Here comes weight-loss pseudoscience-often appearing in spam, the Dr. Oz show, or random google search. Weight loss pseudoscience, especially those who claim it’s “easy”, are an American obsession, especially since since the country is experiencing an obesity epidemic. Americans are always seeking easy, simple, but effective ways to lose weight that don’t require them to change any behavior at all. In other words, let us eat our Big Macs and never exercise while taking a miracle pill, while maintaining a perfect Body Mass Index. If that existed, whoever sold it would be richer than Bill Gates.
Recently, two junk science weight-loss treatments have been hitting the public consciousness–raspberry ketones and green coffee beans. Dr. Oz, who despite a solid education in science-based medicine, and has taken to promoting everything from homeopathy to Joe Mercola‘s various lunatic cures, has been pushing both of these weight loss non-working treatments to his audience. Or if you have a bad spam filter, I’m sure you’ve seen the emails promoting these two supplements.
But are they effective? Let’s check.
Let’s start with the raspberry ketones. It is essentially a phenolic compound produced by the raspberry that gives the raspberry’s aroma that we recognize. However, because it is produced in such small amounts by the plant, the supplement industry must synthesized it chemically to manufacture it in sufficient quantities to be sold as a weight loss pill. So it isn’t a natural product by any means.
The belief that these ketones would reduce weight was based on a single study in rats where 2% of the rat’s high fat diet was replaced with these ketones. That would be an impossibly large amount of the ketones in the diet. Other studies have shown no evidence of weight loss in rats even at levels that are equivalent to 200X the amount that a human would consume. And there is not one single clinical trial that has been published showing that raspberry ketones have any benefit in weight loss. Let’s be honest, despite Dr. Oz’s pseudoscientific push, it has no use.
Next up as a weight loss panacea are green coffee beans, which are just unroasted coffee beans. The belief that green coffee beens had an effect on weight loss resulted from a study that touted the “efficacy of green coffee extract in weight loss.” This caused the next big thing in weight loss. However, as with most one-off studies, it’s very easy to criticize. Let’s turn to the good people at Science Based Medicine, who can spot a good medical scam with one eye and both hands tied behind their backs, who take apart the study:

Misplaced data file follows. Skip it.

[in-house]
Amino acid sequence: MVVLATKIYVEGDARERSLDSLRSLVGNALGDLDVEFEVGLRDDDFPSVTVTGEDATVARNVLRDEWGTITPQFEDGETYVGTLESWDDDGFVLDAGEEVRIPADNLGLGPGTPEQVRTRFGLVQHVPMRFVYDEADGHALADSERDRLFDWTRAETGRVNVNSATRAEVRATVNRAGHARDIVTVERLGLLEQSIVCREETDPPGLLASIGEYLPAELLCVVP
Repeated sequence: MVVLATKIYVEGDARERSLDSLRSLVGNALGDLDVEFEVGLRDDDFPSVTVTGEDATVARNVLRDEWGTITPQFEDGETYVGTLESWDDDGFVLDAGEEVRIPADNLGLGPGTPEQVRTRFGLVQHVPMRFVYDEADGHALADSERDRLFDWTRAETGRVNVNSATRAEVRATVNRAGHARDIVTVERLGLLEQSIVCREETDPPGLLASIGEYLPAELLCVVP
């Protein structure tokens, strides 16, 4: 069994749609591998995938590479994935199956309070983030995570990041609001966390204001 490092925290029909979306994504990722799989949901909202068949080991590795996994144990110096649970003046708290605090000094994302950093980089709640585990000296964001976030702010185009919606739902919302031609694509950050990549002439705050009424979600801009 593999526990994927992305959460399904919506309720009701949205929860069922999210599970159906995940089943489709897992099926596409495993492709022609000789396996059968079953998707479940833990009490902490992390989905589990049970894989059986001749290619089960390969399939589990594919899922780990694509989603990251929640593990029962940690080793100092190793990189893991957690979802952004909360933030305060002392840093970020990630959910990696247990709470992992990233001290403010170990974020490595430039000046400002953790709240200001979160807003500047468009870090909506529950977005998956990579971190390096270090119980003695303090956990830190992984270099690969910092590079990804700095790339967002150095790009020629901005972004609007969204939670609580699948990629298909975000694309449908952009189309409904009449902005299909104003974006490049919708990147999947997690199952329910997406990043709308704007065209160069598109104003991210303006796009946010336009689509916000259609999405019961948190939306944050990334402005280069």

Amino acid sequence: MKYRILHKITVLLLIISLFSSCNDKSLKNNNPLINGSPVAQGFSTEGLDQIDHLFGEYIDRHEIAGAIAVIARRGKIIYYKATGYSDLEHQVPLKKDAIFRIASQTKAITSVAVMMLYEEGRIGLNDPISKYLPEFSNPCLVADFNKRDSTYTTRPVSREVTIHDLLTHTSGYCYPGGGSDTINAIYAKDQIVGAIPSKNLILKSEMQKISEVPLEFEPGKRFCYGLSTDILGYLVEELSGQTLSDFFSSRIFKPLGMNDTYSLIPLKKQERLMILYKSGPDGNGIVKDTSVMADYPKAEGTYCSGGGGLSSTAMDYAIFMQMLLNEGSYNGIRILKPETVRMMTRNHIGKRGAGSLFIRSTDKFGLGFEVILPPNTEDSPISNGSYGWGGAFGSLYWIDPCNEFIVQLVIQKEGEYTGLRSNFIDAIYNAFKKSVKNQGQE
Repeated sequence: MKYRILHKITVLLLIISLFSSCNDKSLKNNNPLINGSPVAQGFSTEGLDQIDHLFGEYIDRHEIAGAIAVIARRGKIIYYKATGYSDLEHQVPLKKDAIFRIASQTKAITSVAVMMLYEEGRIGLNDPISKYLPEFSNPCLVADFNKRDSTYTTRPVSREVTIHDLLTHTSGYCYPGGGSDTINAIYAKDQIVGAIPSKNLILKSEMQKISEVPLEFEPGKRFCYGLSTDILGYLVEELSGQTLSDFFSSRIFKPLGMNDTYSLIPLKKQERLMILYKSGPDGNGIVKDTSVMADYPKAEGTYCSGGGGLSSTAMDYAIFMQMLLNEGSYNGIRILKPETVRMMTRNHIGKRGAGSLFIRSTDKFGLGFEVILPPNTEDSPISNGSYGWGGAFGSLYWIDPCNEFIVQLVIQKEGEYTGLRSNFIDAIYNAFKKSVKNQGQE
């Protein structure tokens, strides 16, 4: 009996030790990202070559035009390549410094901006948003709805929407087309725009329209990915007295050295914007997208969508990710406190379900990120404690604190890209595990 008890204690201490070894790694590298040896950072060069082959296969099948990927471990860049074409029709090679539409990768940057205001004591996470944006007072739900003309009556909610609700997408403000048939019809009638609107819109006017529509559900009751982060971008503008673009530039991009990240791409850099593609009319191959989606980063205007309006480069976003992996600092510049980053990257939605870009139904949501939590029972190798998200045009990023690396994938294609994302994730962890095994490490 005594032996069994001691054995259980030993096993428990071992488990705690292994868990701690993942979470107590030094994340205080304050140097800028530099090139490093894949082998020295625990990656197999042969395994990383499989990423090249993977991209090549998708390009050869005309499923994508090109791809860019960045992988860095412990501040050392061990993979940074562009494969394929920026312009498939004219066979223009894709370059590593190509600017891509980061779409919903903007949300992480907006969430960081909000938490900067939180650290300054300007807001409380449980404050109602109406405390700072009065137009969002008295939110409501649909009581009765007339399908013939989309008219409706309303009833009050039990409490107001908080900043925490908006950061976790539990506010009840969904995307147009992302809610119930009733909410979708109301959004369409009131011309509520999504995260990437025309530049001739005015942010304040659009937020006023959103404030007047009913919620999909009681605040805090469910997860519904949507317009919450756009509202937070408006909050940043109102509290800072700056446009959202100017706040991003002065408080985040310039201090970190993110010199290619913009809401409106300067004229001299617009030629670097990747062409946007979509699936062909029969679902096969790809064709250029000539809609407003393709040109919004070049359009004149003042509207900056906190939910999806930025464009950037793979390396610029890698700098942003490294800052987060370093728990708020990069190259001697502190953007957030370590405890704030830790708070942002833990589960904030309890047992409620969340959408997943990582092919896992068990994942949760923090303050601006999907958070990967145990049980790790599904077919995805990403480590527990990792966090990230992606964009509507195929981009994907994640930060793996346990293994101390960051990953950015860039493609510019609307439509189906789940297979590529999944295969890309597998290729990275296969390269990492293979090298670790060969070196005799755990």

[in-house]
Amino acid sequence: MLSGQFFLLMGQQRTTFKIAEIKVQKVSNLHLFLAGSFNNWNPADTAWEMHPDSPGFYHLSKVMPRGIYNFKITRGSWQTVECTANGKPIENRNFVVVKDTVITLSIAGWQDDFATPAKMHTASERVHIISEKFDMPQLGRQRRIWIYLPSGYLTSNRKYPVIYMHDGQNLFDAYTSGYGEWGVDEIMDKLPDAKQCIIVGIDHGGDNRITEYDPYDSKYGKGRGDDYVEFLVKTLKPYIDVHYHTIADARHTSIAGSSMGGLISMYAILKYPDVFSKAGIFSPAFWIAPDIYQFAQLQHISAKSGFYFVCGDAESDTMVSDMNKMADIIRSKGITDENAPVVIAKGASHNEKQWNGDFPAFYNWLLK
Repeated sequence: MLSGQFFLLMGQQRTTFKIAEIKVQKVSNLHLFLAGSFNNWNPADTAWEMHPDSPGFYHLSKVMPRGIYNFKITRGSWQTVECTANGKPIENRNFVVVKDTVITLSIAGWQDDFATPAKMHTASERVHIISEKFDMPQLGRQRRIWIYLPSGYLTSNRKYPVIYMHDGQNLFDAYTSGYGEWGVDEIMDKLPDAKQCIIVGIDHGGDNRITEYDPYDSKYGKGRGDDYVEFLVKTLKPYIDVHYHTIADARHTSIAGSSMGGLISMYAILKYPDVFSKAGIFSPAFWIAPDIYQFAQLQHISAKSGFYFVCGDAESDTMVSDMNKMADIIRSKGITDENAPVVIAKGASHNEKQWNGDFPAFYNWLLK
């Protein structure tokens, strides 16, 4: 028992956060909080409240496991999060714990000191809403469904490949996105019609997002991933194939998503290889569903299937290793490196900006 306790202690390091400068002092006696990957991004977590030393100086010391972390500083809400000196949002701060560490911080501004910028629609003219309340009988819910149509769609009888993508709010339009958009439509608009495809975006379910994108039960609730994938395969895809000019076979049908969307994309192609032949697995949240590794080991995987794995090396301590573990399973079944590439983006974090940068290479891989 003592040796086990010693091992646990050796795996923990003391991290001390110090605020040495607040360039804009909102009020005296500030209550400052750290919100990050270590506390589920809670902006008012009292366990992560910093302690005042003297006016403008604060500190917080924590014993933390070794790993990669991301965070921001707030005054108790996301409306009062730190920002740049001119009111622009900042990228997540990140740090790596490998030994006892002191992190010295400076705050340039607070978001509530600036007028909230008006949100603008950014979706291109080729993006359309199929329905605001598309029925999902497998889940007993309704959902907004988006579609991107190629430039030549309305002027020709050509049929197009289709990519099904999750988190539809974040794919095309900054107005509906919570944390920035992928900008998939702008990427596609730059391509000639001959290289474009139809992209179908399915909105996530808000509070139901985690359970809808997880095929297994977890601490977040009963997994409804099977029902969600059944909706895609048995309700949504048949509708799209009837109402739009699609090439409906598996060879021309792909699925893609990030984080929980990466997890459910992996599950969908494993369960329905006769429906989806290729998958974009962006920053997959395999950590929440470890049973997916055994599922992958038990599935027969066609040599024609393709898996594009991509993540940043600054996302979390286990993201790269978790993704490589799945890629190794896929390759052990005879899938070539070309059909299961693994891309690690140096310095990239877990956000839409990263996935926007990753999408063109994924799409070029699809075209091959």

- It only involves 16 patients. A good clinical trial requires numbers that are adequate to gain some level of statistical significance, and 16 isn’t going to cut it. How about several hundred, with adequate controls, and information about any concomitant data that may have an influence over the results.
- “This study was never registered at clinicaltrials.gov. And there’s no evidence provided that a research ethics board ever reviewed the protocol. I find it hard to believe that any investigator would undertake a clinical trial of an unproven supplement without obtaining prior ethics approval – but that seems to be the case.” This is like the real standard for real clinical trials.
- The green coffee study was published in Diabetes, Metabolic Syndrome and Obesity: Targets and Therapy, which does not have an impact factor yet, probably because it’s a new story. Other journals by Dove Press, the publisher of the journal, have impact factors between 1-3, at the very low end of the scale.
- Even though the journal claims to be peer-reviewed, the time period from submission to editorial decision was 12 days which means review was “cursory”. I’ve criticized these types of open-access journals as being of inconsistent quality, and obviously a “clinical trial” that includes only 16 patients.
- None of the authors were clinicians or experts in the field.
- The authors claimed that the study was double blinded, but because of the the way the study was constructed it was not blinded to either the patient or the clinician.
An important point to remember is that this is a primary study, and no one has repeated the evidence as of yet. And a systematic review of the research into green coffee beans and weight loss lead the authors to conclude that “ the studies are all of poor methodological quality. More rigorous trials are needed to assess the usefulness of GCE as a weight loss tool.” And there are still no clinical trials that have been registered to study the effect of green coffee beans on weight loss. So, don’t hold your breath for the “more rigorous trials.”
Weight loss is rather simple. In general, average calories burned has to exceed average calories consumed. Eat less. Burn more. Your choice. If you’re looking for the miracle weight loss, other than the mythical placebo effect (you think it’s going to work so maybe you eat less or walk more, who knows), it’s not going to do anything for you. Walk a couple of miles. Quit eating those potato chips. That’s my expert recommendation!
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- Vinson JA, Burnham BR, Nagendran MV. Randomized, double-blind, placebo-controlled, linear dose, crossover study to evaluate the efficacy and safety of a green coffee bean extract in overweight subjects. Diabetes Metab Syndr Obes. 2012;5:21-7. doi: 10.2147/DMSO.S27665. Epub 2012 Jan 18. PubMed PMID: 22291473; PubMed Central PMCID: PMC3267522.
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